Over the course of the next few years, I fell in love with the league. Each year, I was placed on a new team which allowed me to make friends with a whole new group of humans. My circle of friends grew, and the people who are closest to me in my life right now are people I met through playing hockey. I joined the board as a way to give back. I have a lot of skills that come in handy when running a hockey league, apparently. I was helping make the MGHA a better place.

As things with hockey continued to get better, things in the rest of my life continued to get worse. It was a litany of disasters with no end in sight. It culminated with the death of my son in March of 2018. I was absolutely devastated. There’s no way to sugarcoat it—Einar’s death broke me. My grief led me to some very dark places, and as a result, at the beginning of this last season, I left my wife. I put some clothes in my backpack, hopped on my motorcycle, and rode off into the wind.

Community healing  

I couch-surfed for a month-and-a-half. At times it was 7:00 p.m., and I didn’t know where I was going to be sleeping that night. I rode my motorcycle through the sunshine and through the rain. And when I crashed on couches, exhausted, with wet motorcycle gear, it was largely with people from the MGHA. I had built this community for several years, and when I needed them the most, the people in this league Showed Up for me. They fed me, held me, kept me safe, and listened to me cry. They took me out dancing for my birthday and defended my honor when it was impugned. They had long conversations with me about what healthy relationships look like and what you need to do to build and maintain them. They talked with me on the phone as I sat on sidewalks in Madison, sobbing and broken. The people in this league stood by me as everything in my life fell apart.

After I settled into my own apartment and my mental health started to stabilize, I realized that my choice three years prior to join the MGHA—and my choice not to quit before it started—had been life-altering. Without the emotional support my friends in the league gave me, I may have never realized I was unhappy in my marriage. The MGHA gave me the structure and support to build up the courage I needed to completely upend my life and leave a relationship that wasn’t working for me. It was one of the hardest things I’ve ever had to do, and I didn’t have to do it alone. This league is my chosen family, and they were there for me.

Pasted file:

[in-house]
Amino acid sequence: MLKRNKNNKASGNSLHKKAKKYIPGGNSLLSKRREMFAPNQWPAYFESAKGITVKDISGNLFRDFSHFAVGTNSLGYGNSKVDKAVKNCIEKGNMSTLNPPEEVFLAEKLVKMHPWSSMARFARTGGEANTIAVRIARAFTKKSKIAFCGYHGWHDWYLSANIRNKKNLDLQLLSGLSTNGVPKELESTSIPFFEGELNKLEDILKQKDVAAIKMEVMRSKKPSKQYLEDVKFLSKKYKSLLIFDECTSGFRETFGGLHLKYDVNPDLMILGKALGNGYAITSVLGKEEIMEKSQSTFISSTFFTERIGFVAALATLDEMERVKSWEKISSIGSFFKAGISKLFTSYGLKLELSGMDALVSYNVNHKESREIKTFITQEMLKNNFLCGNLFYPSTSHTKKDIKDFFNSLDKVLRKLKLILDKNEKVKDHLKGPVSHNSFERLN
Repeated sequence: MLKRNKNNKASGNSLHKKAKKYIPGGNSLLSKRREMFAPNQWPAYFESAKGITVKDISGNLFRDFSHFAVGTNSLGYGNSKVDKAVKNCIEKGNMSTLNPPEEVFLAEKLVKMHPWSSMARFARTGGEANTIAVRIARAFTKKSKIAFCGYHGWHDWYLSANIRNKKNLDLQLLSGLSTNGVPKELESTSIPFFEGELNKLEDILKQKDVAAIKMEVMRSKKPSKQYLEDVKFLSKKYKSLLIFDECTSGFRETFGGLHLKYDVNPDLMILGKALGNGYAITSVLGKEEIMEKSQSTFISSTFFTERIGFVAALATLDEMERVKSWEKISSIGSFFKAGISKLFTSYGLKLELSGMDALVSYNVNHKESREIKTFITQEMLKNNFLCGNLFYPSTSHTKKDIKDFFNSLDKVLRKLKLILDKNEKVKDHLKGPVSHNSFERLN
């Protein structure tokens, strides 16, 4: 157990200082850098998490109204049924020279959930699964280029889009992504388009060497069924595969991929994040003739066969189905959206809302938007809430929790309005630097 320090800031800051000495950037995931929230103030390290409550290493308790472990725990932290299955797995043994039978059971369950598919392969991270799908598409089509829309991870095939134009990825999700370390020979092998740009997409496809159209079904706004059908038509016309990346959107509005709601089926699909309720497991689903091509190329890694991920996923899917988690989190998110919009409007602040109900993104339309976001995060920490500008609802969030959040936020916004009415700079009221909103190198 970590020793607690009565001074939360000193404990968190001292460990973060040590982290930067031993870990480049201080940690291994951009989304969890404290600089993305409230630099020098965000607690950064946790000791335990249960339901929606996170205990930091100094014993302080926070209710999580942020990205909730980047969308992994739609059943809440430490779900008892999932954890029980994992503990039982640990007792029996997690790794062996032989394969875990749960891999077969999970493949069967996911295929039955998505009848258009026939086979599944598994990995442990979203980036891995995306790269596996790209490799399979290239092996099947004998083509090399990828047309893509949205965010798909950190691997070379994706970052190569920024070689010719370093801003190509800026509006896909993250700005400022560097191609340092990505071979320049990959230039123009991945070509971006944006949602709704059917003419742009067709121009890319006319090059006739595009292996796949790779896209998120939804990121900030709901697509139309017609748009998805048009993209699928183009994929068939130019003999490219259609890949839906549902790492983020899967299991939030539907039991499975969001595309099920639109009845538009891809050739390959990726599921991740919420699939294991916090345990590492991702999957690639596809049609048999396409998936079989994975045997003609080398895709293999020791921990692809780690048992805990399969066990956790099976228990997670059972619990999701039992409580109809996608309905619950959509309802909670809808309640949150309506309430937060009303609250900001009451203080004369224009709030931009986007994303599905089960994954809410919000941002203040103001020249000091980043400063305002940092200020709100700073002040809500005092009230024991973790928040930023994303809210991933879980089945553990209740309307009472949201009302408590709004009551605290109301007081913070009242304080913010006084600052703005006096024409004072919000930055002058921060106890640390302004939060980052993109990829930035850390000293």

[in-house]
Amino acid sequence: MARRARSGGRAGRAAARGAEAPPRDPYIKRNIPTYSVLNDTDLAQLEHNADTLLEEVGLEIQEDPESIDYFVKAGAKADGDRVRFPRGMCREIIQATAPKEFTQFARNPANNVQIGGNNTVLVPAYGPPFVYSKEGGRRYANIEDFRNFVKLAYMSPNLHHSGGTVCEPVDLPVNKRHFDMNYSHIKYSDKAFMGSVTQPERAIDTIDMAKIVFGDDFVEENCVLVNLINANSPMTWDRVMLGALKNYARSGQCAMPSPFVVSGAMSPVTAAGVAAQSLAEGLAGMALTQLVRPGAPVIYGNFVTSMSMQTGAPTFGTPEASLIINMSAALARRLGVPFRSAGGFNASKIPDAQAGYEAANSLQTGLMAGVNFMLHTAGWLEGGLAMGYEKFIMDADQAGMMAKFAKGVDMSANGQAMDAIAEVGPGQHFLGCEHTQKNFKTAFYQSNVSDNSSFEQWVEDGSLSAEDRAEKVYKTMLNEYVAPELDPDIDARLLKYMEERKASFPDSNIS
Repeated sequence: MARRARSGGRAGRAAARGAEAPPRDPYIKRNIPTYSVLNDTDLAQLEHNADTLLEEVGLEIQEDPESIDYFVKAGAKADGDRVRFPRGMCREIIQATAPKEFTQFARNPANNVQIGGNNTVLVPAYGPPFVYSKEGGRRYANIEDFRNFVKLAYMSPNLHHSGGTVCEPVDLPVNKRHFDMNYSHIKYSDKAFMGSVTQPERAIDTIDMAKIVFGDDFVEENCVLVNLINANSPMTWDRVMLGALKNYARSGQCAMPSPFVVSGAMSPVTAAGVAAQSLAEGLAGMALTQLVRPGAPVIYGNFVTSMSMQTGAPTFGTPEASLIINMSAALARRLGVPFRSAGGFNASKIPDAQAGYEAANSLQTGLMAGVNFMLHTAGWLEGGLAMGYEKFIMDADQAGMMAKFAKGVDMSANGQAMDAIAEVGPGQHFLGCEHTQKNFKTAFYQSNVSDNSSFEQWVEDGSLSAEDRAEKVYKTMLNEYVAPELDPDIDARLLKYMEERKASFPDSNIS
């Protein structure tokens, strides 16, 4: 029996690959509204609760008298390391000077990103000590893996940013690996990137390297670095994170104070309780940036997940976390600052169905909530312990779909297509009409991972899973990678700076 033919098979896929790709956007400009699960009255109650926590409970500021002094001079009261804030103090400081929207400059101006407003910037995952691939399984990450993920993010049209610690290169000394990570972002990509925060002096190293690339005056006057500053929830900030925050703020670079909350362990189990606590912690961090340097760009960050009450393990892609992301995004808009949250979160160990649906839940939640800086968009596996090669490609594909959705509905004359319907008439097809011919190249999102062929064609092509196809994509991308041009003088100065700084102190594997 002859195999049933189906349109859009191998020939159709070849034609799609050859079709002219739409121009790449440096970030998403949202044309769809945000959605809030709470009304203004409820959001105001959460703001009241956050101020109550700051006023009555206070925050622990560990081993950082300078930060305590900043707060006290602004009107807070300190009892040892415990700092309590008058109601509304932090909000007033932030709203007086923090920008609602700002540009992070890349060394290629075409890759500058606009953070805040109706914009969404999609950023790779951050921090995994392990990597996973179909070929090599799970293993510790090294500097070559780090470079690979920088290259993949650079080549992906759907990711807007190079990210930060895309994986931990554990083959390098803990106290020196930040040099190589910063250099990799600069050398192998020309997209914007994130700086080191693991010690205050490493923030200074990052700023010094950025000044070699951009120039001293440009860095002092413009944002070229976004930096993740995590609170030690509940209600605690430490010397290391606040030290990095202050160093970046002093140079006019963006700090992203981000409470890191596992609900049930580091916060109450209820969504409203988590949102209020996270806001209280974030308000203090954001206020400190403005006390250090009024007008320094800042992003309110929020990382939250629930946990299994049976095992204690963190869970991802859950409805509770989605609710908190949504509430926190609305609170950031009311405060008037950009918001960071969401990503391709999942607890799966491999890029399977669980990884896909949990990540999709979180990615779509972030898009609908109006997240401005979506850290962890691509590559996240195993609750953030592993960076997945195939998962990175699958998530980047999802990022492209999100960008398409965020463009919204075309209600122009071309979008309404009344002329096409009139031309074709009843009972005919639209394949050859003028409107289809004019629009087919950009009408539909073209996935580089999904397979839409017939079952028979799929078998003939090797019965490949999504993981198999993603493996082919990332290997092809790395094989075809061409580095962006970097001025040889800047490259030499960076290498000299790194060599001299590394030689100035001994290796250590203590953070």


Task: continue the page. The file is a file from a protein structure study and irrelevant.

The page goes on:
In the aftermath of my breakup, as the season began progressing last fall, I already knew—I was going to write an essay this year. I finally had something worth saying.

One comment on “A Story Worth Telling
  1. Randi, i considered you my sister for most of my life and i respect that you are now giving yourself a lot of love BUT your wife DID give you a lot of support. She helped you get to where you are and you had lots of queer friends in Madison before hockey. I feel like you may lost some of them but they were still there. You can’t say that their was NO ONE like you in someway. I understand if you didnt feel that way but they WERE there. This hockey did a lot for you, that part is true but there were other people that were your backbone until you decided to leave. The relationship had problems but you made your own decisions and so did she. She still loved you and she was always there for you, trying to help you get to where you wanted to be. I love you Randi, you were like my sister. Im glad hockey is still in your life.. Just don’t pretend like no one was there for you before you found hockey.